Sometimes, the swiftest way to get media on your TV is directly through your phone or tablet.
If you have home videos, photos or even video-streaming apps you want to see on the big screen, there are a few ways to get them onto your TV. The solution will depend on how new (or old) your device is, what video quality you're going for, and (as always) how much you're willing to spend.
Before you go out and buy whatever cable is compatible with your iDevice, take heed. Some solutions will surprise you with unexpected quirks worth knowing first.
AirPlay via Apple TV
Because it's wireless and offers video-streaming extras, the Apple TV is the best solution.
Apple's latest [[TK be specific - what gen?]] Apple TV launched at the end of October last year [[TK say the year]] and packs a heftier price tag than previous models. It costs $149 (£112.60 or AU$195.73) or $199 (£150.39 or AU$261.41), depending on which storage capacity you choose. It also comes with the ability [[TK start getting away from using "has the ability/comes with the ability. Instead say - "It can run apps and games..."]] to run apps and games outside the typical streaming services.
If all you want to do is stream videos, the third-generation Apple TV is the more wallet-friendly choice. It can still be purchased for a much more palpable $69 (£52.13 or AU$90.64).
With most iOS devices, the best way to get content on your TV screen is to use the mirroring feature that comes with Apple TV. This puts your entire iDevice's display on the TV, giving you a big-screen view of everything happening on your phone. To do that, connect your iPhone or iPad to the same Wi-Fi network as your Apple TV. Then, swipe up from the bottom edge of the screen to launch the quick settings pane, tap AirPlay and select your Apple TV.
If you don't want friends and family seeing you navigate your phone on the TV while you search for a photo or video, the other option is to use AirPlay to beam specific content from within apps.
Now more than ever, developers are adding AirPlay compatibility to their apps. To name a few, Vevo, TED, Hulu (Plus), and PBS all let you beam videos from the app to the Apple TV. For most apps, you'll see the AirPlay option right next to the playback controls.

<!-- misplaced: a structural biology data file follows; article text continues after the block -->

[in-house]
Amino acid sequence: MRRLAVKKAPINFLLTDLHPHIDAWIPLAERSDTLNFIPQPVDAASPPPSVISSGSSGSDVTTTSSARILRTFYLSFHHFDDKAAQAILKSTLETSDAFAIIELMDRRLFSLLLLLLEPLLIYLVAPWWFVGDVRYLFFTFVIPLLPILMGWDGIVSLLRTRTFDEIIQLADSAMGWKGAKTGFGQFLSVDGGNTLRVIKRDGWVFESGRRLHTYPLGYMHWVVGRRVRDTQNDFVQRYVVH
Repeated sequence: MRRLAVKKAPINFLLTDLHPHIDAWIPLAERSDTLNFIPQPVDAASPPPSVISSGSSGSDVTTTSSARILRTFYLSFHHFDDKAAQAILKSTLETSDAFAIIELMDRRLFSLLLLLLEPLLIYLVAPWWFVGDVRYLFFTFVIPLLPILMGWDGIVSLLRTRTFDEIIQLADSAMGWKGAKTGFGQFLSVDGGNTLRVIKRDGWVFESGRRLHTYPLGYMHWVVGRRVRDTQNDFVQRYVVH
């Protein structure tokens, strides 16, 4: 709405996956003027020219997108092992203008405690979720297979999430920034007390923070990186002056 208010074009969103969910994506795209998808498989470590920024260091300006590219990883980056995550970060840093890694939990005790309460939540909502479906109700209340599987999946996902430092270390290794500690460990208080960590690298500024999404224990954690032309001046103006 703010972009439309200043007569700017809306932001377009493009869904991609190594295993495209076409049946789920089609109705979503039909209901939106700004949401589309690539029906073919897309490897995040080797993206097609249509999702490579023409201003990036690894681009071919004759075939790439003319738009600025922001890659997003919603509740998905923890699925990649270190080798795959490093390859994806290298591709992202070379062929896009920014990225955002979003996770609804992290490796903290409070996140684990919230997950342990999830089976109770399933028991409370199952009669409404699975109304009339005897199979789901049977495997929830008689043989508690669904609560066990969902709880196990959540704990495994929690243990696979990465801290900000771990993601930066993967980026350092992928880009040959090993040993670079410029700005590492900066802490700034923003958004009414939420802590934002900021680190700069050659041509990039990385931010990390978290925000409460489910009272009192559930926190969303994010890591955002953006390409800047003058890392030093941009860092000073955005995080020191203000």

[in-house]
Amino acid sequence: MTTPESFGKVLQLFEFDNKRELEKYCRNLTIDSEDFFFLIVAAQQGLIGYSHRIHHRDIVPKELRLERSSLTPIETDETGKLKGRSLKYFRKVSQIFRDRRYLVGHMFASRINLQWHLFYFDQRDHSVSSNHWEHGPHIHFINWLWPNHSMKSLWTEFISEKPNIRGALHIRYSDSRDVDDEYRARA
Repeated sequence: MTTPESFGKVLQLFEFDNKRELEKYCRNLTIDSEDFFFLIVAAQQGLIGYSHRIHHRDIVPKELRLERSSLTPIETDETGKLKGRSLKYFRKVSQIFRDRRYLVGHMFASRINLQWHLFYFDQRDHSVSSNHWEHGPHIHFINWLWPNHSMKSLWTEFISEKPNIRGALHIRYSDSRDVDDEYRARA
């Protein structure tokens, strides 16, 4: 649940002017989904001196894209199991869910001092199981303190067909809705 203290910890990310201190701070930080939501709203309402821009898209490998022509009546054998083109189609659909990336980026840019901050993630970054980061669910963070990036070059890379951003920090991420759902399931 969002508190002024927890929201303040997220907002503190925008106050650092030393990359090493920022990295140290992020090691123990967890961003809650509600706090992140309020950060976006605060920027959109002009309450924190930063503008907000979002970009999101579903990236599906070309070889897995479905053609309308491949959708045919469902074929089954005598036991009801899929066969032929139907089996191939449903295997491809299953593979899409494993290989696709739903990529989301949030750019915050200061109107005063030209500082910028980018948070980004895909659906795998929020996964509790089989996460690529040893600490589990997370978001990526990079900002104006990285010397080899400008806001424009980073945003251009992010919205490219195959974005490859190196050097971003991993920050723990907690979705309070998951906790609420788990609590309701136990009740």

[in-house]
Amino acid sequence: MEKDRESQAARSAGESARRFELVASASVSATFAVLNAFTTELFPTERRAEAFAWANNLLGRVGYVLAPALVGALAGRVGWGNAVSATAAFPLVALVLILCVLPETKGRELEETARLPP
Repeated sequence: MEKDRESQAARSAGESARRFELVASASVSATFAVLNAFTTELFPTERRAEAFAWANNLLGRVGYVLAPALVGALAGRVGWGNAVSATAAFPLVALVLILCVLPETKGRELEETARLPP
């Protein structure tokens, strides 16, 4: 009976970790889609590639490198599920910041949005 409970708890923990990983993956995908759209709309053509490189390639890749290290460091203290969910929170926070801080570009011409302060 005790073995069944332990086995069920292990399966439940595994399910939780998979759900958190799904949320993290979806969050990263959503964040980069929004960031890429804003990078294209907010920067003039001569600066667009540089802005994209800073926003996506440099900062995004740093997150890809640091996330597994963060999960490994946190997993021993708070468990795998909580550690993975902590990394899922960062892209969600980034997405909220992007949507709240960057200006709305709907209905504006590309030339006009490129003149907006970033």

Older Apple TV models will allow you to stream games to the television while using the device as the controller. But these days, if you want to play games via Apple TV, you're better off with the newest model and a dedicated gamepad.
Mirroring is available only for the iPhone 4S (or later), iPad 2 (or later), iPad mini, or iPod touch (fifth generation). All other devices will still be able to utilize AirPlay, but only for "beaming" specific content to the TV. So, you'll find the photos, music, or video you want to view, tap the AirPlay button, and it'll begin playing on your TV.
for a complete guide to using AirPlay.
If beaming is all you're trying to achieve, life without mirroring is just fine. The only drawback is that you won't be able to view media from apps that don't support AirPlay. In that case, you might want to go with the Digital A/V Adapter.
Digital A/V Adapter
For a more portable, less-expensive solution, Apple's Digital A/V Adapter will do the trick. One end plugs into your iDevice, while the other attaches to an HDMI cable, and finally, into your TV (or receiver).
There are two versions of the A/V adapter, however -- one for lightning devices, and one compatible with older devices using the 30-pin dock connector. Both essentially do the same thing, but the video quality is slightly different.
Once plugged in, the Lightning adapter -- compatible with the iPhone 5 and later, iPad Mini, and iPad (fourth gen.) and later -- mirrors everything seen on your iDevice on your TV. Most times, it will be an exact reflection, but once in a while you'll notice that an app has been modified to work differently with mirroring. For example, Netflix will display a logo on the TV while you browse the catalog on your phone. Only when a movie or show is selected will it be mirrored on the TV.
Beware, though: after some testing and commentary from a purported Apple employee, Panic Blog discovered that the Lightning A/V adapter doesn't actually output a raw HDMI signal. Instead, chips inside the adapter compress the video signal before sending it off to your TV. That being said, video will look very good, but it will never be true 1080p.
For older iDevices, the answer is Apple's 30-pin digital A/V adapter. Here, however, compatibility and function isn't so cut-and-dried.
While iPhone 4S (and later) and iPad users will be able to mirror their screens like the Lightning adapter (see above), owners of older iOS devices can only use the adapter to watch slideshows, onboard videos, and compatible video apps. Good for some purposes, but that completely rules out music and viewing apps that don't support video-out.
For older TVs, the composite cable
This cable doesn't do mirroring, but it will route video-enabled apps, photos, and music to your older TV. It's compatible with just about every device that uses the old dock connector, but don't expect HD resolution -- video maxes out at 480i.
Editors' note: This post was originally published on July 16, 2013 and has since been updated to reflect changes in newer iOS devices and to include new Apple TV hardware and pricing.
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